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“Gravity” portrays stunning visuals

By Chuck Harris
Technical Editor

Gravity

Source: www.hdwallpapers.in. “Gravity” is a realistic movie about space.

From the moment the lights go down, the movie “Gravity” pulls viewers into the depths of space. Right off, we are given a few basic, terrifying facts about just how dangerous it is: temperatures can fluctuate between minus 260 to over 150 degrees, there is no sound and there is no oxygen. In other words, human life is impossible to sustain without precise safety measures.

Director Alfonso Cuarón’s first feature since 2006’s “Children of Men” stars Sandra Bullock as Dr. Ryan Stone, a medical engineer on her first space mission, alongside George Clooney as Matt Kowalski, a playful astronaut on his last space mission before retirement.

On a spacewalk outside their shuttle, debris from a Russian satellite careens around the planet toward them in the form of speeding scrap bullets. The peaceful, serene scene above Earth is brutally transformed into any aspiring astronaut’s worst nightmare: a harrowing 13 minute opening scene that leaves the audience with a sense of shock and mouth-gaping awe just after they were beginning to get comfortable.

In an increasingly thrilling manner, the two unfortunate souls have to survive in the hopelessly foreboding environment while making their way to safety.

Whether you are a fan of Sandra Bullock or not, it is obvious that she gave it her all; she wins over your heart with her innocent and fearful personality. I was worried that her entire performance would consist of panting and screaming as she twirls through the dark depths of space, but she actually has scenes of dialogue where we learn more about her.

While Bullock performs with a serious demeanor, Clooney acts as, well…George Clooney — an appealing, witty colleague who can solidify any friendship through his looks and personality. Clooney’s character is mainly there for comic relief.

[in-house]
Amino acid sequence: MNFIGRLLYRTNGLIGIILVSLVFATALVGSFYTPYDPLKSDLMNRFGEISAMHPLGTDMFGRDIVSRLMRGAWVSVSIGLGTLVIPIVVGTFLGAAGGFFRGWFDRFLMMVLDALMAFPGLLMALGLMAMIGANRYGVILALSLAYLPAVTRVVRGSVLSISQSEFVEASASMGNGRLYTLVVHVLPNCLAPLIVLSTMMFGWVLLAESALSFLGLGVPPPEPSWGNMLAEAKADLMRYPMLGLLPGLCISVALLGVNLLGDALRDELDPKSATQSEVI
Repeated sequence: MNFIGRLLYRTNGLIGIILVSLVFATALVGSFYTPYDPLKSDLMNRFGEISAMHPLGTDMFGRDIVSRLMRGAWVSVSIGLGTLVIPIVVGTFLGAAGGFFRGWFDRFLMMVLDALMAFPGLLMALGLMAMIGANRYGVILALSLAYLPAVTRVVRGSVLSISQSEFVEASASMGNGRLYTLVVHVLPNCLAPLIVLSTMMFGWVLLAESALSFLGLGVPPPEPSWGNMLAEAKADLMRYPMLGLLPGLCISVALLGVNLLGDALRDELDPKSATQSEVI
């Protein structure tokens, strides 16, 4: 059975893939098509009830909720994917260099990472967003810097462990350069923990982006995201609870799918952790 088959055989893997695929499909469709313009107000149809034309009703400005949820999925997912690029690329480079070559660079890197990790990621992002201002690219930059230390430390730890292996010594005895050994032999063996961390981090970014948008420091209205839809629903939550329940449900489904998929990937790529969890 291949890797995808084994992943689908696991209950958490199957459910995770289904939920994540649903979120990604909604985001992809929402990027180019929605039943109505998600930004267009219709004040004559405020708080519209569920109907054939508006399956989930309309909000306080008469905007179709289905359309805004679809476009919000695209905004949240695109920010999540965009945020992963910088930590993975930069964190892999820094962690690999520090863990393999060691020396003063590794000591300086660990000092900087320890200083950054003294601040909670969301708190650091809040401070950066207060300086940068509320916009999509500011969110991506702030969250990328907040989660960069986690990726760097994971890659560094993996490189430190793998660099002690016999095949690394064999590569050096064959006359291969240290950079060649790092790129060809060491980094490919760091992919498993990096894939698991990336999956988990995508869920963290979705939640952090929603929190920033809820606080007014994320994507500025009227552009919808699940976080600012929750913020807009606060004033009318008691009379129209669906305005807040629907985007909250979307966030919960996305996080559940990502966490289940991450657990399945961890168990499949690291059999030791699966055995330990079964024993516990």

My biggest complaint is in the script. Some think awkward silences in movies are genius, but I would have liked a little more dialogue. There’s no denying its sparseness. Personally, the script was great until about halfway through the movie.

There was one scene in particular that I thought they could have done without. It was obnoxious, and didn’t go with the rest of the movie (I found out later that George Clooney added the scene himself).

The main reason people will go see this film is for the out-of-this-world visuals (literally). See it in 3D, or don’t bother going at all. I know that might be asking a lot of college students, but this movie is worth spending a little extra.

The 3D images made me feel as if I was drifting along in space with the characters. This is an example of 3D being used as a tool to enhance the story. When these characters are thrown into danger, it becomes hard to breathe because you feel as though you are right there with them.

“Gravity” is a well-told story with groundbreaking visual effects that will be remembered for years to come. This film is the same type as “2001: A Space Odyssey” or “Star Wars” were back in their times.

Take a chance on “Gravity”; it will be more than worth it. Even if the plot isn’t quite groundbreaking, the visuals more than make up for it. I give it 4 out of 5 stars.